The gardener’s guide to mental health

I am a psychotherapist and I want to correct a misconception about therapy. There seems to be a broad assumption that our inner world and our outer world are two separate things. When we struggle with depression, anxiety, or fatigue, we often want to analyze ourselves, fix our thinking, or get some medication to help the brain run smoothly. We wander like brains on a stick believing that when our mood changes, or we feel something we don’t want to feel, our brain can think of its way out. We assume that the physical problem needs a physical solution and the mental problem needs a mental solution. It is logical. But I want to suggest another healing factor: the natural world around us. More specifically, the garden right outside your door.

Being outdoors makes you feel comfortable. You hear the overlapping songs of birds swooping from the trees, you notice minerals settling in the valley’s rock formations, your hand sinking into the soil to mix in compost, and you press the surface to plant seed. Is there anything more centered?

Humans are the only living beings who should “be in nature”. Most of us live in a tidy, air-conditioned space, and when we’re ready to interact with nature, we plan a trip to a park, go for a walk, kayak, or plant a seed in the soil. But we have this error. We do not visit nature. We are nature. It’s very simple, but we forget. There is a strong connection between our external world, our relationship to the natural world, and our brain and body chemistry.

I am a licensed counselor in Dallas and have a deep interest in how our mental health affects our daily lives, but this is also a personal interest of mine as I have suffered from depression for many years. One of my lowest points with depression was in the months after the birth of my first child. At the time I didn’t know what postpartum depression was. One of my only reasons for holding back was from those dark days when I planted a small vegetable garden. I would lay the baby down for a nap and go outside, splashing water on a little plot of land, and staring at the waterfall floating in the air. All I could do was water every day.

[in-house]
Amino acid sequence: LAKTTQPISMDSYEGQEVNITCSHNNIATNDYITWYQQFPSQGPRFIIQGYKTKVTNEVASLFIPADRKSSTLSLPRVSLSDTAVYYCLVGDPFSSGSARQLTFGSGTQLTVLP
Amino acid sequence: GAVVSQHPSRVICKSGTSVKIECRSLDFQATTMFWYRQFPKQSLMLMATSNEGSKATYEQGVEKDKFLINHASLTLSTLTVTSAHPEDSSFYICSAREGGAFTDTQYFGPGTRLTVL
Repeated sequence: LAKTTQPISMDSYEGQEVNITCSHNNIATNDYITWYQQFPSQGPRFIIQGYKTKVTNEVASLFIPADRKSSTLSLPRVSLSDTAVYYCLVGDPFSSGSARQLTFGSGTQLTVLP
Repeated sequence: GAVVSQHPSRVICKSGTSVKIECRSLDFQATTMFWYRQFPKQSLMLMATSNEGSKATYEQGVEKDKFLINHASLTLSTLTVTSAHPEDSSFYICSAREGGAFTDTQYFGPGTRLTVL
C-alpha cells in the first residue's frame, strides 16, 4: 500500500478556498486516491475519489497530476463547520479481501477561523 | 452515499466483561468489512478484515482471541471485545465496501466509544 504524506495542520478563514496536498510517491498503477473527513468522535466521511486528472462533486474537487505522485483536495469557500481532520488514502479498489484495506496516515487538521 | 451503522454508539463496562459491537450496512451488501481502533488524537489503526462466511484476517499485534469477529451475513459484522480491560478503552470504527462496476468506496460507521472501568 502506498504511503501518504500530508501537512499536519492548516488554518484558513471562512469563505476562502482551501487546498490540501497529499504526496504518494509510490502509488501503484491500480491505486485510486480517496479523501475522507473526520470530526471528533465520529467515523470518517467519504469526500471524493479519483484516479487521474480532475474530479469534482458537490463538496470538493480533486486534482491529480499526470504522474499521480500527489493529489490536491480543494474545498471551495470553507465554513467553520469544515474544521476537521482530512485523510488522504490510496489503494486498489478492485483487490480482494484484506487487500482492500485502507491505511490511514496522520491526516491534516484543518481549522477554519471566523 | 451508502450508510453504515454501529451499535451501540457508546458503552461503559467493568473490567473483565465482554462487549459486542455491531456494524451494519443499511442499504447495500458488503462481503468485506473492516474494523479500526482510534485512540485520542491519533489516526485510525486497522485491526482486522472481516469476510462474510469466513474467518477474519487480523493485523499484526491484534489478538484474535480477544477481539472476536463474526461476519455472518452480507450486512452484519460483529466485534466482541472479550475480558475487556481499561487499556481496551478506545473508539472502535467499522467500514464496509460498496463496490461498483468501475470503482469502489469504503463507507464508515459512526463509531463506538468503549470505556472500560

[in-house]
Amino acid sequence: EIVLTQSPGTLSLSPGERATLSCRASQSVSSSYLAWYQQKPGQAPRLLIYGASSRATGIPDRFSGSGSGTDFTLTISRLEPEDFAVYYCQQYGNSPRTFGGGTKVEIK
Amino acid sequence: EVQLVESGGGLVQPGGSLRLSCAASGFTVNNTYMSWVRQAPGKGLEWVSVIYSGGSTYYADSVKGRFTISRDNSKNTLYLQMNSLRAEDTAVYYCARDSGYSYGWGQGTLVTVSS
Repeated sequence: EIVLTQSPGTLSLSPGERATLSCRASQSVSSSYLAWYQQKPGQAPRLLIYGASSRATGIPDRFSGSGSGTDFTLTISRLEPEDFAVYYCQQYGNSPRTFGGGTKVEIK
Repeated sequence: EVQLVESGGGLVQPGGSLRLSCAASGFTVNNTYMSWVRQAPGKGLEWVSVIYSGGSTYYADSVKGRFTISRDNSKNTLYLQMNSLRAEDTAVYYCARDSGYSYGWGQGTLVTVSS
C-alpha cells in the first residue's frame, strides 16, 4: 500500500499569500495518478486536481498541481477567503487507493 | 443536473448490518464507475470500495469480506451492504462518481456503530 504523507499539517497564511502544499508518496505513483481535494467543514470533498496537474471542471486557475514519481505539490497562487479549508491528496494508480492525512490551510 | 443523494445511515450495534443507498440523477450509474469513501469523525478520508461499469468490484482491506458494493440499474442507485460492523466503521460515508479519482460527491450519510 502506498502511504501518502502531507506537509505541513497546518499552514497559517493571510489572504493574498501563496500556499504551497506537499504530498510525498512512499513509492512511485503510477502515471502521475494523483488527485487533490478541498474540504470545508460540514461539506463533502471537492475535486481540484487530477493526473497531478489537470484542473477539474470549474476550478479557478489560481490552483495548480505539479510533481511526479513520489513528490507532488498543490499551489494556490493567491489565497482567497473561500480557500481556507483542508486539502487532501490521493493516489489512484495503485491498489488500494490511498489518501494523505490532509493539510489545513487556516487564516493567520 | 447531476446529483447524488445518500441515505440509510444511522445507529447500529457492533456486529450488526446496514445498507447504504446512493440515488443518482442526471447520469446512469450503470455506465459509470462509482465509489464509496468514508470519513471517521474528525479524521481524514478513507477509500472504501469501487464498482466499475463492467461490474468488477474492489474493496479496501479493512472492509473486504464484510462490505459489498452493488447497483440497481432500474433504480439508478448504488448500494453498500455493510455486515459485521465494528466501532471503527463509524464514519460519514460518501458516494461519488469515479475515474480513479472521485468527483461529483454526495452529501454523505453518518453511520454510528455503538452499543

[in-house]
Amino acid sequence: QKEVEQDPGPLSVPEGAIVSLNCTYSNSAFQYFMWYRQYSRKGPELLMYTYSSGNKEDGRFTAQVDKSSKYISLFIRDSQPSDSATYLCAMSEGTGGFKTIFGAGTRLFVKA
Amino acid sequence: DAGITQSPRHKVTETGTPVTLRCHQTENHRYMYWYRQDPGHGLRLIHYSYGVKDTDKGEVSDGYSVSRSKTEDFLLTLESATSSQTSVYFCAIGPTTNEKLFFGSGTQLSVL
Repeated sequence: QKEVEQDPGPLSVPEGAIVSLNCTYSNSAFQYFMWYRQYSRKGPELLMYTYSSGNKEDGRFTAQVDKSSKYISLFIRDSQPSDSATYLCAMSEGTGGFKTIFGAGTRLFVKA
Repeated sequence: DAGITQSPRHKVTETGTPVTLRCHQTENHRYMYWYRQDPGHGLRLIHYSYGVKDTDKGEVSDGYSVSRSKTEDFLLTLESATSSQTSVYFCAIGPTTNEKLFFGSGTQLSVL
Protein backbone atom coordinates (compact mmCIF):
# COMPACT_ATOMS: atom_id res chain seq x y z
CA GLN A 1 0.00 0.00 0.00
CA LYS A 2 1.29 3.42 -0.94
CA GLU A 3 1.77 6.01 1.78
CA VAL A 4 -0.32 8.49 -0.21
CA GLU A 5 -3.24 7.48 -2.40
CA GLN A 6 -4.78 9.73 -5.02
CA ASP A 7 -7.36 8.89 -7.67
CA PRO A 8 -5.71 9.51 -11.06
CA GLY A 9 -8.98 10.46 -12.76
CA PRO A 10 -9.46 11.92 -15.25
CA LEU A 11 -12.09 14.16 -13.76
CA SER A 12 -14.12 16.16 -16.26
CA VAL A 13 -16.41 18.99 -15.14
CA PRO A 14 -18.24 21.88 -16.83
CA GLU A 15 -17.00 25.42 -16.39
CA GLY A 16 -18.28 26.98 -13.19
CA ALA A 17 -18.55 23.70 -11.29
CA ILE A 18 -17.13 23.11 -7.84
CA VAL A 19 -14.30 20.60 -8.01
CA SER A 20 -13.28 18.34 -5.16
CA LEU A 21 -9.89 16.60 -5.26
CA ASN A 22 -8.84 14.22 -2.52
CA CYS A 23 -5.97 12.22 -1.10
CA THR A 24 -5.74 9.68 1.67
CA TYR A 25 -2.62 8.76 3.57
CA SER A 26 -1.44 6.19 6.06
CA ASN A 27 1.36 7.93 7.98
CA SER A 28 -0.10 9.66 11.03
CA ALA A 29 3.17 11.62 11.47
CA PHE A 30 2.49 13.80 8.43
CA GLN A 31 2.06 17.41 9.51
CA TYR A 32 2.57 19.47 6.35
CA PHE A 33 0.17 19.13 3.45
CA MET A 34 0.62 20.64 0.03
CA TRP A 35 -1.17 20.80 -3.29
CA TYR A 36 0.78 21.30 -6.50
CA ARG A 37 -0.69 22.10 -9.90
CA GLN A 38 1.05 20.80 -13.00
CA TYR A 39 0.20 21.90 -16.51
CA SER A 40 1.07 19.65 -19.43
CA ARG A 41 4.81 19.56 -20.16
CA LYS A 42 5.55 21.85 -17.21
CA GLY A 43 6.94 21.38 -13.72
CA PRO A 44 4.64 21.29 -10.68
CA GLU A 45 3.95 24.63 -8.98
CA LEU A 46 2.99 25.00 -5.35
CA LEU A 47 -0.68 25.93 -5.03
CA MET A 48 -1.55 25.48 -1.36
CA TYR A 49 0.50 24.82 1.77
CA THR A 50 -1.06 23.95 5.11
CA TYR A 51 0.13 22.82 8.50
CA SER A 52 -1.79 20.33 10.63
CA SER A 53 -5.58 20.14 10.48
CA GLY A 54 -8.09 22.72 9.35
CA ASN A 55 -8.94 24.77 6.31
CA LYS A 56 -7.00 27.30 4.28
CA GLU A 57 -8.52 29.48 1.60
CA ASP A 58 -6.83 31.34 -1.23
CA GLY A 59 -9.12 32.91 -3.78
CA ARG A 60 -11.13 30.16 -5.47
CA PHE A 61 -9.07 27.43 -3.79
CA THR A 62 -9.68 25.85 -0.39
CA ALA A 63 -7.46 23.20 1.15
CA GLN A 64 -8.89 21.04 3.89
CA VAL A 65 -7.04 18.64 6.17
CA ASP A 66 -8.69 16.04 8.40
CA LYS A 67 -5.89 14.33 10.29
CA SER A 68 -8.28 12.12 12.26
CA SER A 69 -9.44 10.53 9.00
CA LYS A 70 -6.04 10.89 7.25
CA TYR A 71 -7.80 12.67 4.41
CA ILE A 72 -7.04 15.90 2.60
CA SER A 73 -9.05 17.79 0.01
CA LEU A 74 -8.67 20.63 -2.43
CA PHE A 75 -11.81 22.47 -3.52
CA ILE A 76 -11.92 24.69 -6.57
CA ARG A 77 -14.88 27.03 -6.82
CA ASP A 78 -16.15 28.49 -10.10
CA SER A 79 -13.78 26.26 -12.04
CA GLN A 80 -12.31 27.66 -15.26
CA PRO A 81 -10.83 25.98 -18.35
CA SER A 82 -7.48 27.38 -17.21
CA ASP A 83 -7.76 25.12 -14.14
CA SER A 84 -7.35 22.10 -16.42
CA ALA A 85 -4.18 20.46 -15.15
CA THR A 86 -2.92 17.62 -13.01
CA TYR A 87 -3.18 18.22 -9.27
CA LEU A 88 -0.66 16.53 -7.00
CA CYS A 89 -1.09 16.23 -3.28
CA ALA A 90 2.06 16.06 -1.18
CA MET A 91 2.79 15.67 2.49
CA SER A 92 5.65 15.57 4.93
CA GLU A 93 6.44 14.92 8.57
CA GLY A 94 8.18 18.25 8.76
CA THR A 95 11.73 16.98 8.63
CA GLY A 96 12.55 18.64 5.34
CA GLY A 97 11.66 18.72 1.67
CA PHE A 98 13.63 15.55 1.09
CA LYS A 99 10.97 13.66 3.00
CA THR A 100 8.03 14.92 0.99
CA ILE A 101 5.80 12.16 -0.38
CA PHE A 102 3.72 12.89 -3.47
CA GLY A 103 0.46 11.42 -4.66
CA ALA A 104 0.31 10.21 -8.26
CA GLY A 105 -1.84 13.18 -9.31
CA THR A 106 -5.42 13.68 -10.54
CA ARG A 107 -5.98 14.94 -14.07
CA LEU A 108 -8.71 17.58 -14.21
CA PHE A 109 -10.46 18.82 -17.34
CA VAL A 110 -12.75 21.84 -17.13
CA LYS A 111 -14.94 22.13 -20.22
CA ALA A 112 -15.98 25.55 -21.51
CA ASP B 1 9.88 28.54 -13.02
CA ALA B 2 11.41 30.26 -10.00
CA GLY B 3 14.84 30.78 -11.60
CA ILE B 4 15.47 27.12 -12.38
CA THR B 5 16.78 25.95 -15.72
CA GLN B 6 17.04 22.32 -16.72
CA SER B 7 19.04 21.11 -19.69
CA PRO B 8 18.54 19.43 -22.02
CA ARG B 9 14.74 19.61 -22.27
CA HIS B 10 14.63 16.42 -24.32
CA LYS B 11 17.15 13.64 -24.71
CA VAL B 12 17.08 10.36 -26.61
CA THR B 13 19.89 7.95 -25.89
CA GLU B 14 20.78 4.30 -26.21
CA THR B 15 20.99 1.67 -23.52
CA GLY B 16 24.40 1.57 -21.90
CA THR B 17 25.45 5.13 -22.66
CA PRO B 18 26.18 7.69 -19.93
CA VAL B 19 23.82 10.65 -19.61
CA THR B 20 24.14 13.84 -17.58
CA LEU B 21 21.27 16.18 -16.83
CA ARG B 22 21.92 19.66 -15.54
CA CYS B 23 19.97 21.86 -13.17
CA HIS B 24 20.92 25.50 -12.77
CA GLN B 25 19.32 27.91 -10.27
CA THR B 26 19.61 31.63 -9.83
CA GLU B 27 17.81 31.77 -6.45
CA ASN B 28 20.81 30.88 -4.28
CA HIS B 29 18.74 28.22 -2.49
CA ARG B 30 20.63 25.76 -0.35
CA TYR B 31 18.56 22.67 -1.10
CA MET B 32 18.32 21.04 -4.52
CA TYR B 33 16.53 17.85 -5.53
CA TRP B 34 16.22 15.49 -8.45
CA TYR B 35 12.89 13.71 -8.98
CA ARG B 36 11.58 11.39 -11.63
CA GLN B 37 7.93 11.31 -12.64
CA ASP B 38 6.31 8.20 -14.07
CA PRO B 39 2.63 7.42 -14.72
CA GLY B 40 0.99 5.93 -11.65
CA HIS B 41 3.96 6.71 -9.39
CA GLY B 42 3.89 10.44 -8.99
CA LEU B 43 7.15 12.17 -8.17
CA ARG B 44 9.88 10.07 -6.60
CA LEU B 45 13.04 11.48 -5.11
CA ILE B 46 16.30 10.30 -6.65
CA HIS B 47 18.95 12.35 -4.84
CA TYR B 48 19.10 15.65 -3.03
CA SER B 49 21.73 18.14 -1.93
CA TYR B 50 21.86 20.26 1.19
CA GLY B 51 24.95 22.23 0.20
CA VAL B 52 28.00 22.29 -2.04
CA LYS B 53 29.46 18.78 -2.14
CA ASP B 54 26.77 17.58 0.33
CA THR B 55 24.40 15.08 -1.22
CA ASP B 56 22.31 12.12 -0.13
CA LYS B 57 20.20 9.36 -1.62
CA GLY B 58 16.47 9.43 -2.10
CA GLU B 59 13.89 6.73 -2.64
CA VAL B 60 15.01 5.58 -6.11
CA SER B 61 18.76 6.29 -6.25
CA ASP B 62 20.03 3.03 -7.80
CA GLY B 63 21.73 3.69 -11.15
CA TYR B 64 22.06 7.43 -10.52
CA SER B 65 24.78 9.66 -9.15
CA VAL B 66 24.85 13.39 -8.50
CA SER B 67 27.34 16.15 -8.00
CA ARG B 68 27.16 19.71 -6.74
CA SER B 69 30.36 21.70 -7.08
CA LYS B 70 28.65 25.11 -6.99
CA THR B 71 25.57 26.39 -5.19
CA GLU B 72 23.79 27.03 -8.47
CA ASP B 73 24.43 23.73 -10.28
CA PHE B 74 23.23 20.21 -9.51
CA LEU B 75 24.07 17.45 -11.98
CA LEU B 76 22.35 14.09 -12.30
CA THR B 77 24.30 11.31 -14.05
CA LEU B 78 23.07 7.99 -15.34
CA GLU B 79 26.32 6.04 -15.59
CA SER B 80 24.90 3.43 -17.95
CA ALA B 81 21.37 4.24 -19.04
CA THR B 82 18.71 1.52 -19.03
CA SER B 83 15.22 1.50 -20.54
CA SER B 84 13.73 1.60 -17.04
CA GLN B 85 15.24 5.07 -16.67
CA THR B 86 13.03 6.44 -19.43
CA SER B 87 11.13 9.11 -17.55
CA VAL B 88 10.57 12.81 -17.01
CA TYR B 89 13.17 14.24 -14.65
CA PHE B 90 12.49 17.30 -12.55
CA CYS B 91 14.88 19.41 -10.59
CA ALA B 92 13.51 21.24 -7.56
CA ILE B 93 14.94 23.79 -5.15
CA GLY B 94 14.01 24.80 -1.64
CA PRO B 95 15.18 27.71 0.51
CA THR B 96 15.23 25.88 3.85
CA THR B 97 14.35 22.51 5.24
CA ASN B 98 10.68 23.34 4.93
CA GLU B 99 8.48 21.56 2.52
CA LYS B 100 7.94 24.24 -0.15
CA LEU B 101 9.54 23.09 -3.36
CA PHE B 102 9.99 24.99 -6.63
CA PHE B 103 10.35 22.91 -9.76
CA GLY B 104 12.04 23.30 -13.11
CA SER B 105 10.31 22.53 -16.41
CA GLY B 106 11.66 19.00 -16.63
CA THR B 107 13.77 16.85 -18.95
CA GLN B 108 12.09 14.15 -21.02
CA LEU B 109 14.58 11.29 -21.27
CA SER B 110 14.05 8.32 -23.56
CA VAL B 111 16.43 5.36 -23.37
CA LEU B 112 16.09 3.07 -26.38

During that time, I knew that working with deep depression would be part of my goal as a counselor. Throughout the school and internship process, I developed a healthy interest (dare I say, a complete obsession) in gardening. He has been my constant companion on good and bad days. After a while in my practice I stumbled upon horticultural therapy. I was fascinated by the healing power of plants and nature.

As a consultant, I have seen the importance of nature to our mental health. Many of us have taken daily walks, sitting outdoors, or gardening during this pandemic. It was a safe space for us when going home was just a worry and a real health risk. It was a safe place away from the physical threat of COVID-19, but I think it’s also an emotionally safe place. It is a soft landing space for people experiencing loss, decompression of stress, and it is also soothing to the nervous system.

So where does one begin? It is easy to treat nature in a negative way. Like enjoying the sunset over White Rock Lake, or walking down your neighborhood street. But I encourage you to be more active in nature. Get a vase and fill it with flowers or a tomato plant. Start with some seeds on the window sill. The park has a lot to give back to us. Make your garden space a part of your self-care process. Your garden can help you as you learn to regulate your emotions, as you deal with the recent loss of a loved one. It can hold your hand during life’s tough days and help you grow as it grows.